Part of the Global Perspectives on War and Peace Collection. Color video. A documentary about the "Peace Walk" that took place in Chicago on April 10, 1982 to protest the proliferation of nuclear weapons. The tape features interviews with the participants and footage of the official speakers at Federal Plaza.
0:00Copy video clip URL Opens with repeated shots of nuclear missiles being detonated.
0:26Copy video clip URL Over a shot of crowds filling Federal Plaza, a voiceover and onscreen titles state: “On April 10, 1982, Chicago hosted the largest ‘peace walk’ to date. Over 20,000 people walked the two-mile course, ending with a rally in the Federal Plaza. The walk was organized by two Chicago women who ‘had never done anything like this before.'”
0:45Copy video clip URL Pearl Hirshfield, peace walk coordinator, explains how she got involved in the event. She saw that Europeans were protesting nuclear proliferation by the hundreds of thousands, and was upset that nothing similar had been done here.
1:26Copy video clip URL Shirley Lens, peace walk coordinator: “We have had a tremendous response from people who have never been interested in working against the arms race before. People are not dumb, and we seem to think that people are dumb. They’re beginning to see behind the facade of continuing the arms race…They’ve been told falsehoods for just too long. And they too are absolutely fed up.”
2:13Copy video clip URL Fr. Tracy O’ Sullivan says he has been working on projects in Chicago for 18 years, and he has never seen such an overwhelming response from people about a cause.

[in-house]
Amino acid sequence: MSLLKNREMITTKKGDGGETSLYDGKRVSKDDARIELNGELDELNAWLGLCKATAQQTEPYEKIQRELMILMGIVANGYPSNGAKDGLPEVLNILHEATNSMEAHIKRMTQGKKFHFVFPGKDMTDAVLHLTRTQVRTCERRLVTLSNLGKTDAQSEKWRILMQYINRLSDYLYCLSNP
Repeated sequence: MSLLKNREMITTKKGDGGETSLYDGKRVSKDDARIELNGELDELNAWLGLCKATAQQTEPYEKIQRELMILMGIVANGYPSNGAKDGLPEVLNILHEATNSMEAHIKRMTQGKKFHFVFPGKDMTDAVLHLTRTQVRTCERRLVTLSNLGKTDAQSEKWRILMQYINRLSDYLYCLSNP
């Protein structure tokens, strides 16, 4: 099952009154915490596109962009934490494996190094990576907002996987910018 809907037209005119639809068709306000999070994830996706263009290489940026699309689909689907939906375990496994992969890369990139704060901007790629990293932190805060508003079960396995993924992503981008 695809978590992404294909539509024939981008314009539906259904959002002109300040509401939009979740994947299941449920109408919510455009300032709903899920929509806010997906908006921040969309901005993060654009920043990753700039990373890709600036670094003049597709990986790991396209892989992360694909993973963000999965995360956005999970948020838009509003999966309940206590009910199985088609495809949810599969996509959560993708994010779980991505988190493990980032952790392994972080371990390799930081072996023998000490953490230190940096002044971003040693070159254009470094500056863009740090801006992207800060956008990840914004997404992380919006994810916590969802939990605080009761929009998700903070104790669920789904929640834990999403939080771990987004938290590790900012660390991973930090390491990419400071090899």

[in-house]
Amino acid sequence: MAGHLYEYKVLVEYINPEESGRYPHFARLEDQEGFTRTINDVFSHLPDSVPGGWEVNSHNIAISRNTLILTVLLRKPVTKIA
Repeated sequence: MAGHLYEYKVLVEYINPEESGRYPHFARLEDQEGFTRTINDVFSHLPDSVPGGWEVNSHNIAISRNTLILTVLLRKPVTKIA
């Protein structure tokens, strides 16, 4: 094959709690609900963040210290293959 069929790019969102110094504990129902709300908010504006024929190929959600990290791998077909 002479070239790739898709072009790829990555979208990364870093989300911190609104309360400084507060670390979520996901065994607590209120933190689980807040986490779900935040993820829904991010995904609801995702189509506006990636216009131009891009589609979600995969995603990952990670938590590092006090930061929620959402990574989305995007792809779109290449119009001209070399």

2:48Copy video clip URL Onstage: Folksinger leads crowd in refrains of “Time, time, time is running out. Corruption’s in the land, why don’t the people take a stand? Time is running out.”
3:24Copy video clip URL Steven Blutter, of Artists for Peace, “We all believe that through protesting we can actually make change in the attitude of the administration.” We see shots of his group decorating banners for the event.
4:13Copy video clip URL Langdon Gilkey, professor, University of Chicago. “I’m here because I think peace is very important and I want to do anything I can to help to preserve peace and to make it more stable in our world. And I think the raising of atomic weapons is very, very dangerous. And everything we can do to indicate that we don’t want that to happen is all to the good.”
4:55Copy video clip URL Carol Bogg, peace walker, expresses her conviction that God did not intend for humans to destroy the world.
5:09Copy video clip URL Onstage: Fr. John Szura, of Pax Christi, urges all those in the military to refuse to ever be a part of detonating a nuclear weapon.
5:27Copy video clip URL Henriatta Moore, of the Gray Panthers, “Our message is that there’s enough food and enough of everything, resources, in the United States to take care of our people if we didn’t spend it on these absurd bombs that are going to kill everybody anyways.”
5:42Copy video clip URL Onstage: Prince Anderson, of the Gray Panthers, urges people of all races, religions, and nationalities to stand side-by-side, raise their arms, and shout, “We have won the arms race!”
6:56Copy video clip URL Dorothy Guy, of Operation Push. “This is People Power. People always think you gotta have money to change the system… We put the people up there, the people up there in Washington.”
7:25Copy video clip URL Interviews with a series of children, who explain their reasons for being against nuclear bombs. “I just wanted to come here and tell them to stop the bombs and everything because I don’t like destroying other people’s lives.”